Catholic Diocese of Spokane, Washington

From the

Official News Magazine of the Diocese of Spokane

Deacon Eric Meisfjord, Editor
P.O. Box 48, Spokane WA 99210
(509) 358-7340; FAX: (509) 358-7302

Catholic schools’ educators are a gift to the Church

by Duane F. Schafer, for the Inland Register

(From the Sept. 11, 2003 edition of the Inland Register)

Duane F. SchaferThere are no longer any Religious Sisters teaching in the Catholic elementary and secondary schools in the Diocese of Spokane. The last two, Sisters Loretta Giampietri and Jacqueline Welch, retired at the end of the 2002-2003 school year.

The long tradition of having groups of Religious women and men staff the Catholic schools throughout the United States is rapidly coming to an end. In 1920 92 percent of the teachers in Catholic schools were Religious women and men, in contrast to 2003, when only 5.6 percent of the teachers were women and men Religious.

These dedicated individuals created and sustained the Catholic schools in our country for 400 years. They worked tirelessly to educate and form the future leaders of our Church and our society; and they prepared and handed off the baton to those who are taking their places in the front of today’s Catholic school classrooms. We will be forever grateful to these dedicated women and men Religious.

So what does this mean for our schools? Are they still Catholic schools? Are our lay teachers truly passing on the Faith to our children?

Today there are 163,004 Catholic school teachers in the United States, and 94.2 percent of these teachers are lay women and men. In our diocese, 100 percent of the teachers and school administrators are laity. And although they are not vowed religious, they are no less dedicated to educating and forming children in the Faith than the men and women Religious who have gone before them.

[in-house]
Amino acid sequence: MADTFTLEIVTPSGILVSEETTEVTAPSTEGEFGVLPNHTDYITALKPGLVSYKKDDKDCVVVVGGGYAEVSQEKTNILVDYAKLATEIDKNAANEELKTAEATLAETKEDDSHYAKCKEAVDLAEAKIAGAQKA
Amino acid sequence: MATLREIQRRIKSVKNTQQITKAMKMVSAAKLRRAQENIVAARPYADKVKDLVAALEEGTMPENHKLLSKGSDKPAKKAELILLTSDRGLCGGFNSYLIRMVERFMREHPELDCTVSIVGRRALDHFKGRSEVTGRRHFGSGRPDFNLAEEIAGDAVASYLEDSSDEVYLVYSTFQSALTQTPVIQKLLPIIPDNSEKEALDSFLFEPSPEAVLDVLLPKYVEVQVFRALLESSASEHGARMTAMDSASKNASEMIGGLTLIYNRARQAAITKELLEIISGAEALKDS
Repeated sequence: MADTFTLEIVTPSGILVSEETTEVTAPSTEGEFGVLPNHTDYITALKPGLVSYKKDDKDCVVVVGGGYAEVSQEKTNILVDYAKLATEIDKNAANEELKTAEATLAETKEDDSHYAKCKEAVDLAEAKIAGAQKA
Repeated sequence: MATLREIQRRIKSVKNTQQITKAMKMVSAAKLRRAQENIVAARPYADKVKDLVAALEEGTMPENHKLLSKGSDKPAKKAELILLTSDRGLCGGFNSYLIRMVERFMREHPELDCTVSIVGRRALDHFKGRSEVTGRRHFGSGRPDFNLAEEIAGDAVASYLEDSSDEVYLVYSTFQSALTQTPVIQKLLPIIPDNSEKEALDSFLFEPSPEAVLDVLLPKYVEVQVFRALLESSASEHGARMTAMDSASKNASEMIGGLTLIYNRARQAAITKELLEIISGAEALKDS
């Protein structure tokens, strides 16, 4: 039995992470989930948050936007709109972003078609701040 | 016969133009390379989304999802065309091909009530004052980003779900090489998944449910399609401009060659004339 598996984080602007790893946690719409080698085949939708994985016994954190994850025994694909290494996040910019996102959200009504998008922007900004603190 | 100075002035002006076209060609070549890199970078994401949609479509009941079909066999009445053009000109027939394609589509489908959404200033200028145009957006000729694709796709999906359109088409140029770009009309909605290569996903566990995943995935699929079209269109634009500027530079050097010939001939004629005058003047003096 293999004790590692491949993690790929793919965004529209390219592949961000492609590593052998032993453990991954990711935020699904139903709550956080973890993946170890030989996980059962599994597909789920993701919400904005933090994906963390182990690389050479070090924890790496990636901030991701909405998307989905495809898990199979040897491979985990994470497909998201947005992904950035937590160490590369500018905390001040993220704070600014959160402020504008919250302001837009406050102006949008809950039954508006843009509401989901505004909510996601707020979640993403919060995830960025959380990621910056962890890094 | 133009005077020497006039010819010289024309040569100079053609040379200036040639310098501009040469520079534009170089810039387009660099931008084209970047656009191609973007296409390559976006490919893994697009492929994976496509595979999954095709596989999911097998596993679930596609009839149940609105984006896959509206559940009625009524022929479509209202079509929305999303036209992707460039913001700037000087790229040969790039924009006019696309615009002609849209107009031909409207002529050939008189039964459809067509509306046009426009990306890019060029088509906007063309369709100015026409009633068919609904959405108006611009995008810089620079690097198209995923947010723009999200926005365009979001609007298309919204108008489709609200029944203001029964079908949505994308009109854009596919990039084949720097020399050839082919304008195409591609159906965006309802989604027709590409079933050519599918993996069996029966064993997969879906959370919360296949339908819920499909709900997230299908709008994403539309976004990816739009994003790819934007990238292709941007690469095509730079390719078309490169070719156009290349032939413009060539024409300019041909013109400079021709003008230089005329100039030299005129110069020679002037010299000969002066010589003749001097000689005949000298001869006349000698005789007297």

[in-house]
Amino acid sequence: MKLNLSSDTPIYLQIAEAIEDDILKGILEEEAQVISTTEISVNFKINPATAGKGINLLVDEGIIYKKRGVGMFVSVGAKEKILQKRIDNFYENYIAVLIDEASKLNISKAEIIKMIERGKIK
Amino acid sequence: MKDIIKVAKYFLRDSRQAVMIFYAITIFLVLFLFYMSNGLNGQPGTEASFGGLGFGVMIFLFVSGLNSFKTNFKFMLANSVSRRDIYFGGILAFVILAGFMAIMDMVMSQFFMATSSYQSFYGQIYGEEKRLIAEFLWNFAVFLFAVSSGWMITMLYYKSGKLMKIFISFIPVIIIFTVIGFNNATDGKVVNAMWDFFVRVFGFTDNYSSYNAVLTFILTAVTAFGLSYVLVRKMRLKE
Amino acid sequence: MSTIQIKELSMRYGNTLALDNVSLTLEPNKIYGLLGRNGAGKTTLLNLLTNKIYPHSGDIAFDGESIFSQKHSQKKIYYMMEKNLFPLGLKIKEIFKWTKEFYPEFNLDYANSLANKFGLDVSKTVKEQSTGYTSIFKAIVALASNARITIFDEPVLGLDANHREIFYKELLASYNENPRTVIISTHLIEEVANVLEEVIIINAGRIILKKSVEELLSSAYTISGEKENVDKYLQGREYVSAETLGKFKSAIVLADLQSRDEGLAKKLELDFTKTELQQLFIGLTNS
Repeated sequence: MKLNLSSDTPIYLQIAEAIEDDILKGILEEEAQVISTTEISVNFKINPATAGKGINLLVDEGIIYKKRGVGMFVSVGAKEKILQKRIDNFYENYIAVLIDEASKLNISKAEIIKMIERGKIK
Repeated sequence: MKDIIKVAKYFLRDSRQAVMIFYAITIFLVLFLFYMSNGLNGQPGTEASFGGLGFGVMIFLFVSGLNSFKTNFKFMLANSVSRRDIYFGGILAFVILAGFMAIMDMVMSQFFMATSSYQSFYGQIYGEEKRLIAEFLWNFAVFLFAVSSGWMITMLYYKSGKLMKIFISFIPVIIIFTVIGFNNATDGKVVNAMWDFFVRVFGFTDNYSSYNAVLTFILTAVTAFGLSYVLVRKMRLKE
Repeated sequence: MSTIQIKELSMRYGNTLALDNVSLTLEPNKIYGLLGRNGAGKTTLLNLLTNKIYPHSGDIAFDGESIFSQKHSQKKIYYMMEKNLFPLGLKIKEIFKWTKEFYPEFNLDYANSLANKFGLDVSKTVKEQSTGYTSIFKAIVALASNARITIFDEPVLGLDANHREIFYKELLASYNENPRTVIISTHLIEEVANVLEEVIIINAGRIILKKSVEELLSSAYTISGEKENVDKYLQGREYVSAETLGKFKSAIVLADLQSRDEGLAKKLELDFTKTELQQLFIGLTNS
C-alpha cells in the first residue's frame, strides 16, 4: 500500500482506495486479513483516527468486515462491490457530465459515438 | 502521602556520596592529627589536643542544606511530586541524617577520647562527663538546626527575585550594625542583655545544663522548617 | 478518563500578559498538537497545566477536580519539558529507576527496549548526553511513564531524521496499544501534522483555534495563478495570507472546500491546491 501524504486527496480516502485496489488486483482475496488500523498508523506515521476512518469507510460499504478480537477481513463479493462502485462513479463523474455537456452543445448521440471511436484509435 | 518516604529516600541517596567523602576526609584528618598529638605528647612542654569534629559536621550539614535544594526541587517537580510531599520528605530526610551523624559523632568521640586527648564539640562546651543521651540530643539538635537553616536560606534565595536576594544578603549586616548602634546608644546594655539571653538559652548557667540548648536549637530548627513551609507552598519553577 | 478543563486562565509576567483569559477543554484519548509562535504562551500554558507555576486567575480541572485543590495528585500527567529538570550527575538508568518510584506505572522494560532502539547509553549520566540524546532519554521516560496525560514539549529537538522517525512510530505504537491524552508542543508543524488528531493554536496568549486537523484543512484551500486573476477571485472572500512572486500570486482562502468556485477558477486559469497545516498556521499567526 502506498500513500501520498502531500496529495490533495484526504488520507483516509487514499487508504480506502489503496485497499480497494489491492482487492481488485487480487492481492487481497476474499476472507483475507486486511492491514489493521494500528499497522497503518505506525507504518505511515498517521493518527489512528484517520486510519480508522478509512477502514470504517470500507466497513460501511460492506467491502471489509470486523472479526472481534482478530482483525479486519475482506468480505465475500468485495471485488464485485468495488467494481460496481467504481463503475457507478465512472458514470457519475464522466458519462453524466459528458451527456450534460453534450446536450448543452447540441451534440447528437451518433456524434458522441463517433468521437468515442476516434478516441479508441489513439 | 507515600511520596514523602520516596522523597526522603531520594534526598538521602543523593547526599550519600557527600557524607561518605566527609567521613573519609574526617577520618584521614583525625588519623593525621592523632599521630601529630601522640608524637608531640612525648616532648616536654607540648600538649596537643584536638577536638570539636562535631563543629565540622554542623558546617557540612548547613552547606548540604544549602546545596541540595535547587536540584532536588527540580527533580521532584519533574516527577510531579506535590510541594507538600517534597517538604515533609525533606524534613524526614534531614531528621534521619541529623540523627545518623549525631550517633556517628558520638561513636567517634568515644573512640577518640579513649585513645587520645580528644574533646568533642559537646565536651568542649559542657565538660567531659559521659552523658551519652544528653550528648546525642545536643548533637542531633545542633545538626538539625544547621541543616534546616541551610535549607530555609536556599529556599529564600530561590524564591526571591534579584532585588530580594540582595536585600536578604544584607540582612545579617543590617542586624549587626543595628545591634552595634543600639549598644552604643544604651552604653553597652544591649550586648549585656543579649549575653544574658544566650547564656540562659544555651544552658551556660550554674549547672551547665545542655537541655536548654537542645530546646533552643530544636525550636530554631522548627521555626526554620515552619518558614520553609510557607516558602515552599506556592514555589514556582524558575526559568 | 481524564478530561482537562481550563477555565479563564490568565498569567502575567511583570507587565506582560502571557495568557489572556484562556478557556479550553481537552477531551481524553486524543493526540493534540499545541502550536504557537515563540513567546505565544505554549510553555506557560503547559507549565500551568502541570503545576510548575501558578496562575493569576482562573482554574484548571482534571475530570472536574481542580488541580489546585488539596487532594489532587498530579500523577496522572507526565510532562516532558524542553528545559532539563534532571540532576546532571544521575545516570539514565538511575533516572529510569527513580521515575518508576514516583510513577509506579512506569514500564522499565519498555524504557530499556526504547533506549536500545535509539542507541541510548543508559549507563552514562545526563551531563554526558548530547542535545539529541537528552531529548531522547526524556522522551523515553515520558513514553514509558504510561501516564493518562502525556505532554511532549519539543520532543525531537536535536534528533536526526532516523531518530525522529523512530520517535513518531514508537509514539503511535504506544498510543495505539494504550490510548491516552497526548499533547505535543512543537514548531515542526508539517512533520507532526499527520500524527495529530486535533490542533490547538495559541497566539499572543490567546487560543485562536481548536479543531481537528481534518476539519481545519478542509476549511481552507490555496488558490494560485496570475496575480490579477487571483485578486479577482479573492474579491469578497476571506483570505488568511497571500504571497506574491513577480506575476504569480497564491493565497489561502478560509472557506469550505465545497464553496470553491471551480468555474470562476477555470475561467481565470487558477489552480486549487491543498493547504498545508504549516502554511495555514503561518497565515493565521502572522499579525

Catholic school teachers in 2003 are women and men who perceive their role as a vocation. They have each responded to God’s call to “go forth and teach all nations” (Math 16:15) as Catholic school educators. They have responded to God’s call not only to teach reading, math, and science; importantly, they have responded to the call to proclaim the beliefs, values, and traditions of our Church through the example of their lives.

Our Catholic school educators are women and men who are dedicated to personal lifelong professional development and spiritual growth. They are committed to building Christian community within their schools and classrooms. They are committed to the spiritual growth of their students. They seek to recognize and respect the dignity of each child, integrate Gospel values into their teaching, instill a desire of Christian service in their students, and model Christian values in all that they say and do.

The 200-plus Catholic school educators in the Diocese of Spokane are highly competent, certificated educational professionals. A large percentage have earned advanced degrees in education; all of them tirelessly minister to our children for a compensation that is significantly less than their counterparts in the Washington State public schools. Currently our diocesan teacher salary scale reflects 80 percent of the previous year’s state teacher salary scale. This means that during the 2003-2004 school year a first-year public school teacher will earn $29,149; a first-year Catholic school teacher, $22,640. These dedicated educational ministers are truly a gift to our diocese and to the thousands of children that they serve each day throughout Eastern Washington.

(Duane Schafer is Superintendent of Schools/Bishop’s Secretary for Catholic Schools, Diocese of Spokane.)

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